What Do I Read Next?
Last Updated on July 29, 2019, by eNotes Editorial. Word Count: 173
Beckett's Endgame (1957) features a more antagonistic pair of men in an even drearier situation, while Beckett's Happy Days (1961) demonstrates his focus on women and Come and Go (1966) represents how "minimalistic" Beckett would eventually become in his drama.
Joseph Heller's Catch 22 (1961) is a famous dark comedy in novel form that deals with the absurdity of the military in World War II.
Tom Stoppard's Rosencrantz and Guildenstern Are Dead (1966) is often seen as a play that consciously imitates Beckett's Waiting for Godot.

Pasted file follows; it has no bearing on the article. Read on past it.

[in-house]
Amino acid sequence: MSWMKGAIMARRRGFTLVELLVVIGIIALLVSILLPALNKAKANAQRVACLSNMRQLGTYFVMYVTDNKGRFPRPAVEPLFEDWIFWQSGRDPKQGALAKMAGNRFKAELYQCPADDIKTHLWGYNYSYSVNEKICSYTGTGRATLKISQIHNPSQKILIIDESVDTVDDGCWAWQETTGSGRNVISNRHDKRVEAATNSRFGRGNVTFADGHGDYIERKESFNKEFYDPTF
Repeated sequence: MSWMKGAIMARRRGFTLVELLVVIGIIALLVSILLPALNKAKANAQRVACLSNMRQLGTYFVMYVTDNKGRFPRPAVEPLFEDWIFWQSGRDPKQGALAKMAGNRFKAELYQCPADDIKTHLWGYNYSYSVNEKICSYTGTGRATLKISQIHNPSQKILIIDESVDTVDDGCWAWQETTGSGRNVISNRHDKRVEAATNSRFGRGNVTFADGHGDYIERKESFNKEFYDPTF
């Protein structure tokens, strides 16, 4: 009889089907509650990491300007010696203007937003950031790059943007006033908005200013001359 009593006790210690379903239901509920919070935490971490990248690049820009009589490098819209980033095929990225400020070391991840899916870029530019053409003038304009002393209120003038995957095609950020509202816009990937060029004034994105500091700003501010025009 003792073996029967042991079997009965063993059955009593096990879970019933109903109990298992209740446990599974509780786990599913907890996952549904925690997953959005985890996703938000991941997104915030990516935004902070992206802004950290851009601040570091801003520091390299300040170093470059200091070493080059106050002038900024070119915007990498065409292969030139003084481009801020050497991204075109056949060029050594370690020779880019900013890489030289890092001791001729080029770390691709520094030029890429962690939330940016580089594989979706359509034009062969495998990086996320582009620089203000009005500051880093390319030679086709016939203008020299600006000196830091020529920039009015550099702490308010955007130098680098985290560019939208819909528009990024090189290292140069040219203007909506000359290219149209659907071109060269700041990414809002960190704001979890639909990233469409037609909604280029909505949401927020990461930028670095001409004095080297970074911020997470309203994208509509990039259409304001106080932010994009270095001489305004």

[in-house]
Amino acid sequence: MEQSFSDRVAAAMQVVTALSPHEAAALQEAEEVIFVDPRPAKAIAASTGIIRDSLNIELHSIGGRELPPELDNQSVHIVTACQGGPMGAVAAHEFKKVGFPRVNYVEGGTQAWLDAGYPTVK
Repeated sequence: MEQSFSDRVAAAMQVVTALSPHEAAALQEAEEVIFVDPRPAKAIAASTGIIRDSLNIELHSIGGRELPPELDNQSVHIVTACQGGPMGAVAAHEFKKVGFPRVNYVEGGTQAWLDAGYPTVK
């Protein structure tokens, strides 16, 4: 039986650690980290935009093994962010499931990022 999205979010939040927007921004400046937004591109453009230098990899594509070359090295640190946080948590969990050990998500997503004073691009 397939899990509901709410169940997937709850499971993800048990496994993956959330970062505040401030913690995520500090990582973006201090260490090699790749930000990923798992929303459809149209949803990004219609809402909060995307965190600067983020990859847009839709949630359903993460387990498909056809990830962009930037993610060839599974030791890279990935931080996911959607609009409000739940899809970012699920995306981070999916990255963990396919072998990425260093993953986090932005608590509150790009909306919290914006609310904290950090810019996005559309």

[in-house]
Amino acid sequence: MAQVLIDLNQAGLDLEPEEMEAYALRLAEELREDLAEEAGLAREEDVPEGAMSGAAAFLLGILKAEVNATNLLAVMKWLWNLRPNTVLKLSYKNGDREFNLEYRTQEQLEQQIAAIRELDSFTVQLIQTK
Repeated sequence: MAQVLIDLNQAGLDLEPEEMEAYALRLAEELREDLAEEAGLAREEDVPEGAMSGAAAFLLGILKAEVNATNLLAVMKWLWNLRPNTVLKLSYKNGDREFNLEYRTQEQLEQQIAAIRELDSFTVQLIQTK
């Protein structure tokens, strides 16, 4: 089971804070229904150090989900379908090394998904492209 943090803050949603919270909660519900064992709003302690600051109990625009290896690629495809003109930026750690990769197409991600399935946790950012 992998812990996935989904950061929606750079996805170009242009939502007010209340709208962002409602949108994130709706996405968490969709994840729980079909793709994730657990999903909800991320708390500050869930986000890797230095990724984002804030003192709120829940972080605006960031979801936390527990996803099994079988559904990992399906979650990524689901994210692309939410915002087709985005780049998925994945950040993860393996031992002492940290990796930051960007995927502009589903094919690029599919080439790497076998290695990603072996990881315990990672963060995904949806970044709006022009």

Eugene lonesco's The Bald Soprano (1950), The Lesson (1951), and The Chairs (1952) all epitomize the Theatre of the Absurd and provide interesting similarities and contrasts with Beckett's Waiting for Godot.
Jean-Paul Sartre's No Exit (1944) shows how Existentialist ideas can be presented in a more traditional dramatic form.
Albert Camus's The Myth of Sisyphus (1942; English translation 1955) was an enormously influential philosophical essay that posed the essential question for the Existentialists—what do human beings do if they reject suicide as a response to a meaningless universe. Camus's The Stranger (1942; English translation 1946) is a classic Existentialist novel.